In an overnight address to Ukrainians, Zelenskyy said: “We’ll renew everything and get through all of this because we are an unbreakable people.”

Ukraine says it is shooting down most of the missiles and restoring most power within a day, but that each such assault causes worse damage and greater hardship for civilians.

“If Moscow really believes that power outage will make Ukrainians overthrow the government and beg for mercy, then after nine months of war Kremlin still does not know a damn thing about Ukraine,” tweeted Zelenskyy adviser Mykhailo Podolyak.

“Each new attack only strengthens our character.”

A woman walks on a street during a blackout after Russian attacks in Lviv, Ukraine, Nov. 23, 2022. (AFP Photo)

Weaponizing winter

Winter has arrived abruptly in Ukraine and temperatures were well below freezing in the capital, a city of three million. U.S. Ambassador to the U.N. Linda Thomas-Greenfield said Russian President Vladimir Putin was “clearly weaponizing winter to inflict immense suffering on the Ukrainian people.”

The Russian president “will try to freeze the country into submission,” she added.

Russian ambassador Nebenzya said damage to Ukraine’s infrastructure was caused by missiles fired by Ukrainian air defense systems that crashed into civilian areas and called on the West to stop providing Kyiv with air defense missiles.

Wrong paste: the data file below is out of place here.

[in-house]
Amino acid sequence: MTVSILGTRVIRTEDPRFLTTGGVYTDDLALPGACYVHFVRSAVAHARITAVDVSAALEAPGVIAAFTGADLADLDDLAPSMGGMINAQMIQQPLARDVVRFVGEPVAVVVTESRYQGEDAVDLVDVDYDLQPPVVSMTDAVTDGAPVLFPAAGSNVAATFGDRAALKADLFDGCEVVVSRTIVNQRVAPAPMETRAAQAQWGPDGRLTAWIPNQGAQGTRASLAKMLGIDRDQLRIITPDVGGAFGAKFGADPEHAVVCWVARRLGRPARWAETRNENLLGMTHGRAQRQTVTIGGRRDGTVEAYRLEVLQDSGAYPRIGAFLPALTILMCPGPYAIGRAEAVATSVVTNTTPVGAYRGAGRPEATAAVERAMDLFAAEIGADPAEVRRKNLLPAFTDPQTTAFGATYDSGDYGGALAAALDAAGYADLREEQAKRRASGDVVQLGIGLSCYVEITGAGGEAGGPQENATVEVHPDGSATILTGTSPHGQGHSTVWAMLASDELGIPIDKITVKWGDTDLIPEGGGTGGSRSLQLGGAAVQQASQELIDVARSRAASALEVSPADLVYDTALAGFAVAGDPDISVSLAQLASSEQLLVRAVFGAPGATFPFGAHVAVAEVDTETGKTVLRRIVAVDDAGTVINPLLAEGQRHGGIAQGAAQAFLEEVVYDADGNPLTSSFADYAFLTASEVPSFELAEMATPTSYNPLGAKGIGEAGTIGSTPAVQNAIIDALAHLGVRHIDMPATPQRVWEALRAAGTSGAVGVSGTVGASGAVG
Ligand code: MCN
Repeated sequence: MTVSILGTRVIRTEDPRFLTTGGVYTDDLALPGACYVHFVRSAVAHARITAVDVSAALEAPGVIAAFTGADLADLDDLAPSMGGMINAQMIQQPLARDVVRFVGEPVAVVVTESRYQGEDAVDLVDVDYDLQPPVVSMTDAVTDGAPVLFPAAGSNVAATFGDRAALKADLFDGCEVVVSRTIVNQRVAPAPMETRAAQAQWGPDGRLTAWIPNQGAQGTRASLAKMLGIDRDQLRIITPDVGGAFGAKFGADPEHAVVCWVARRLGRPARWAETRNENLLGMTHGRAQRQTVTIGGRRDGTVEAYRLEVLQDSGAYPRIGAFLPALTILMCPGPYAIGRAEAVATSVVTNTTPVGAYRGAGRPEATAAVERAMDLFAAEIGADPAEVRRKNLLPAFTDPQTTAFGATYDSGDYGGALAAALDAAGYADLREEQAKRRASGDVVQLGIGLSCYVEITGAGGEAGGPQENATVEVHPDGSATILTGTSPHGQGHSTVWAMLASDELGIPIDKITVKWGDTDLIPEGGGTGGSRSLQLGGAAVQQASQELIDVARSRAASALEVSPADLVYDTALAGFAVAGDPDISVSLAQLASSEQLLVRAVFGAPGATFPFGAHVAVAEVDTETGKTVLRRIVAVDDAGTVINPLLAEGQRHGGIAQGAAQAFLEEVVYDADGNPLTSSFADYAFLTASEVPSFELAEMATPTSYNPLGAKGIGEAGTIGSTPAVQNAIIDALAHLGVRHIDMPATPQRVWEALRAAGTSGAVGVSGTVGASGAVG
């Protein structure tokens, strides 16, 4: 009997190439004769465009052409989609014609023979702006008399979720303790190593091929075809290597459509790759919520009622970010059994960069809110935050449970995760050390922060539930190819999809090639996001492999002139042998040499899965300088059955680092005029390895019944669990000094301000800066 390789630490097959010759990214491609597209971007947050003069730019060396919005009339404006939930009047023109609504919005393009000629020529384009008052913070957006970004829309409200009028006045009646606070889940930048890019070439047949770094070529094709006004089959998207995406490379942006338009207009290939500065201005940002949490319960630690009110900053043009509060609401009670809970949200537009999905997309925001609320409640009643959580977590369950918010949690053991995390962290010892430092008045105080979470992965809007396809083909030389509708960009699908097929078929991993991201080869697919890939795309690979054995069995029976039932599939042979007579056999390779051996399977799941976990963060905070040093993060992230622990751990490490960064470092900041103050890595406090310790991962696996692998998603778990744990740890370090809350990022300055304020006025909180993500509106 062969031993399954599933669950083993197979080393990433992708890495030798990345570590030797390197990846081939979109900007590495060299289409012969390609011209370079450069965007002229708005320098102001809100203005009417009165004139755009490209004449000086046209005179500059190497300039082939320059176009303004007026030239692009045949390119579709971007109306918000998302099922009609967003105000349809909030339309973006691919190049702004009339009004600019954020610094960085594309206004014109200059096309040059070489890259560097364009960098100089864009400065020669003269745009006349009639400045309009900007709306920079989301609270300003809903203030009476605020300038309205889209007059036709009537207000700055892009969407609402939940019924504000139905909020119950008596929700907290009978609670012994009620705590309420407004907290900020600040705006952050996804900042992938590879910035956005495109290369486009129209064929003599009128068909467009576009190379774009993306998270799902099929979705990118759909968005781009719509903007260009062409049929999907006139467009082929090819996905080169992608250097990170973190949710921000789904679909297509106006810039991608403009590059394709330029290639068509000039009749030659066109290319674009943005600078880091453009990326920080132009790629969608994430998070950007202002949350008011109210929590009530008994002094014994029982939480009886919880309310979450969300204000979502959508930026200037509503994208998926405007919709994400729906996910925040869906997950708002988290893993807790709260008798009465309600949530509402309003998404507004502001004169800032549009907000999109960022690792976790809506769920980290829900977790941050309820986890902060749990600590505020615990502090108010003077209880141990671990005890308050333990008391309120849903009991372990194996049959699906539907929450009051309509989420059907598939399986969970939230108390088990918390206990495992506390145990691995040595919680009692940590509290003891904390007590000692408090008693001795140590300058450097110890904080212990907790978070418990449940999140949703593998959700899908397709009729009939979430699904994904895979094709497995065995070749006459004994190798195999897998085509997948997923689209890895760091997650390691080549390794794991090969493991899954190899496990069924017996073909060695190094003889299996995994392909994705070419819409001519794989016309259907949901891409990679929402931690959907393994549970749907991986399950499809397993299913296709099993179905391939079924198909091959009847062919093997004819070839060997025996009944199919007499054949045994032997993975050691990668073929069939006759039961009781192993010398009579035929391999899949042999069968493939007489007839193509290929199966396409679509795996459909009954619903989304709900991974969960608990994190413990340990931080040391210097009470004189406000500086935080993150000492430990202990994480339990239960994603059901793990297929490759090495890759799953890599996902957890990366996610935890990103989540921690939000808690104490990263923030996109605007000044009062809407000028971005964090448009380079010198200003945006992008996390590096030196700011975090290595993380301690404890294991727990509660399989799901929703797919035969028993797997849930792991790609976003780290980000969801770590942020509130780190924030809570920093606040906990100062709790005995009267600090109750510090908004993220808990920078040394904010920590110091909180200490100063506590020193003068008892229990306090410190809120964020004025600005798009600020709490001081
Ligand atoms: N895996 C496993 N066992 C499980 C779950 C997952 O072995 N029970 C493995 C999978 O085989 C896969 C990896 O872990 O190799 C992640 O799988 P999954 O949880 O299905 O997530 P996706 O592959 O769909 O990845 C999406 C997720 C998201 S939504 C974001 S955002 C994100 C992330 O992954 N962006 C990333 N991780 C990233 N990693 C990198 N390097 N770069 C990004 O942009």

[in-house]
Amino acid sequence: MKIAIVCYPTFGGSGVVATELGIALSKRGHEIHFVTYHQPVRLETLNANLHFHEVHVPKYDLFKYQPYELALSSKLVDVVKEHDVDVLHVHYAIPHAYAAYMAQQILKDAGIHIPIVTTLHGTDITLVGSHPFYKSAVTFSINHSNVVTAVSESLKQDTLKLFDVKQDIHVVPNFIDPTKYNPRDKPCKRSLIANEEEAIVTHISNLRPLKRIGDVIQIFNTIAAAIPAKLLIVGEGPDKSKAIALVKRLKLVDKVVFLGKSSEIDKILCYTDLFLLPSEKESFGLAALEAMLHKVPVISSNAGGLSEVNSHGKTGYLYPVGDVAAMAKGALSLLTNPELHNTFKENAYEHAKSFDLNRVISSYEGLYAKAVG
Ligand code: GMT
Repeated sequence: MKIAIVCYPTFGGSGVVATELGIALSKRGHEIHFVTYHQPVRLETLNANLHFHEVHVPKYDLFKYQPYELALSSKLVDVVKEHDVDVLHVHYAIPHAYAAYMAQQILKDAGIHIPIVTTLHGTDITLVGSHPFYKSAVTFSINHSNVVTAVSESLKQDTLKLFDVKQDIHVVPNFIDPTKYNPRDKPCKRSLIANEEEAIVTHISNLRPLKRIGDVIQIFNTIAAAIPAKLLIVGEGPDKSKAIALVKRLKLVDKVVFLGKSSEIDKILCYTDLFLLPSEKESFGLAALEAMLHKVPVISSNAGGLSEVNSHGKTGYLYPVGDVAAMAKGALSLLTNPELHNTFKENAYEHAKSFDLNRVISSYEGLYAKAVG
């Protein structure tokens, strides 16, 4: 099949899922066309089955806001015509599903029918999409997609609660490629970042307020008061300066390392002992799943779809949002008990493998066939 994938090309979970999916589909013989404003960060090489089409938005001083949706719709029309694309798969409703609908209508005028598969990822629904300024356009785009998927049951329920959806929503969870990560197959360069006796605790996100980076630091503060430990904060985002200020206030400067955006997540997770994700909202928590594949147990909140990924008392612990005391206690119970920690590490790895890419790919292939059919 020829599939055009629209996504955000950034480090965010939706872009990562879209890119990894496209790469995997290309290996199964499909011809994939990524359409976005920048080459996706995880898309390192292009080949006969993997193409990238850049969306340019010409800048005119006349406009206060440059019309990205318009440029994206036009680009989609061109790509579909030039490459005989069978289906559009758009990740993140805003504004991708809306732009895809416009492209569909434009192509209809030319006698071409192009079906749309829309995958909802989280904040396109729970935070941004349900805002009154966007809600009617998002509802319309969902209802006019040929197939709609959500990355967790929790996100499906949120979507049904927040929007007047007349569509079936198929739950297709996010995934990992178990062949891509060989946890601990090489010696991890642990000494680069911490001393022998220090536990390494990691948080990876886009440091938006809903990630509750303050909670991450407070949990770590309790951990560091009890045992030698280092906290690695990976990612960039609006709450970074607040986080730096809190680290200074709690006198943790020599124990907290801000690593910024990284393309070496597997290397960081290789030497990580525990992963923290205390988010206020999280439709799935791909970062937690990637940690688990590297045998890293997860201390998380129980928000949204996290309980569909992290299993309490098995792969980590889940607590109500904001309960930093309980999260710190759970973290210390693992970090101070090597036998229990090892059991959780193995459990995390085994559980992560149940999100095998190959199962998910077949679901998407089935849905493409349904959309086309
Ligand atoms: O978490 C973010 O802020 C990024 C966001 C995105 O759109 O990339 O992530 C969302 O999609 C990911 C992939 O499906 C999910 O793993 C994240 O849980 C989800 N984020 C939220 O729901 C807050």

Ukrainian authorities said three apartment blocks were hit on Wednesday, killing ten people.

“Our little one was sleeping. Two years old. She was sleeping, she got covered. She is alive, thanks be to God,” said a man who gave his name as Fyodr, dragging a suitcase as he walked away from a smoldering apartment building hit in Kyiv.

The blackouts also spread to neighboring Moldova, where authorities said most power was back on by Thursday.

Ukraine has inflicted a series of crushing defeats on Russian forces since September, recovering parts of the east and south. Moscow has responded by declaring the annexation of land it occupies and calling up hundreds of thousands of reservists.